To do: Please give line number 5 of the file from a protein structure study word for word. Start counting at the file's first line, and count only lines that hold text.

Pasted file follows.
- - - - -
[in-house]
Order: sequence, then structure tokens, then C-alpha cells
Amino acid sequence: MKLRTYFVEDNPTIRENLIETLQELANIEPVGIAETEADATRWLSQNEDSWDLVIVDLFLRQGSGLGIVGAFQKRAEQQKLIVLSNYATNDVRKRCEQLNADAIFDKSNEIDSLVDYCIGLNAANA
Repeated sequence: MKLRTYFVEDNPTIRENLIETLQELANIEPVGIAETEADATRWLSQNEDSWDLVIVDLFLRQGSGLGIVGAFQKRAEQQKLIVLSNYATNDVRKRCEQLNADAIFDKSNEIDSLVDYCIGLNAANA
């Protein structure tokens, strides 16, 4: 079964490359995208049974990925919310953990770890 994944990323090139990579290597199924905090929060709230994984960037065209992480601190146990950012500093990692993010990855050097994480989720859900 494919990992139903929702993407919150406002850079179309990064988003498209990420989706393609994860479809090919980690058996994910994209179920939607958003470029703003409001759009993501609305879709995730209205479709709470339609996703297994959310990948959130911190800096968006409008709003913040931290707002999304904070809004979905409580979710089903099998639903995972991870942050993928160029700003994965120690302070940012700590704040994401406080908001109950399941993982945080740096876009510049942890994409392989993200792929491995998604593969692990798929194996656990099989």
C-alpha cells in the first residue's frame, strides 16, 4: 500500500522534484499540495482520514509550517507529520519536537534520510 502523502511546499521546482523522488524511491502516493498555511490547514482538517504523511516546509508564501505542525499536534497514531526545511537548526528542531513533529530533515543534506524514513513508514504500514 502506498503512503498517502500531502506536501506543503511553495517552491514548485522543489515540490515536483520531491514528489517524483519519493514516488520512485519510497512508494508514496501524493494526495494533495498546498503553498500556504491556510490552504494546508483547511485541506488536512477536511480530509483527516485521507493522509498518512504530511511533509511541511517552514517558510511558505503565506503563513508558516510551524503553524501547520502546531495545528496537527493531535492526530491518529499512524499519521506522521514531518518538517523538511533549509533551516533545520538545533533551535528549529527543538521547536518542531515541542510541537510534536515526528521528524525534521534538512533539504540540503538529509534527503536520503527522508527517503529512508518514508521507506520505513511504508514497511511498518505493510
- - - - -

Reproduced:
């Protein structure tokens, strides 16, 4: 079964490359995208049974990925919310953990770890 994944990323090139990579290597199924905090929060709230994984960037065209992480601190146990950012500093990692993010990855050097994480989720859900 494919990992139903929702993407919150406002850079179309990064988003498209990420989706393609994860479809090919980690058996994910994209179920939607958003470029703003409001759009993501609305879709995730209205479709709470339609996703297994959310990948959130911190800096968006409008709003913040931290707002999304904070809004979905409580979710089903099998639903995972991870942050993928160029700003994965120690302070940012700590704040994401406080908001109950399941993982945080740096876009510049942890994409392989993200792929491995998604593969692990798929194996656990099989």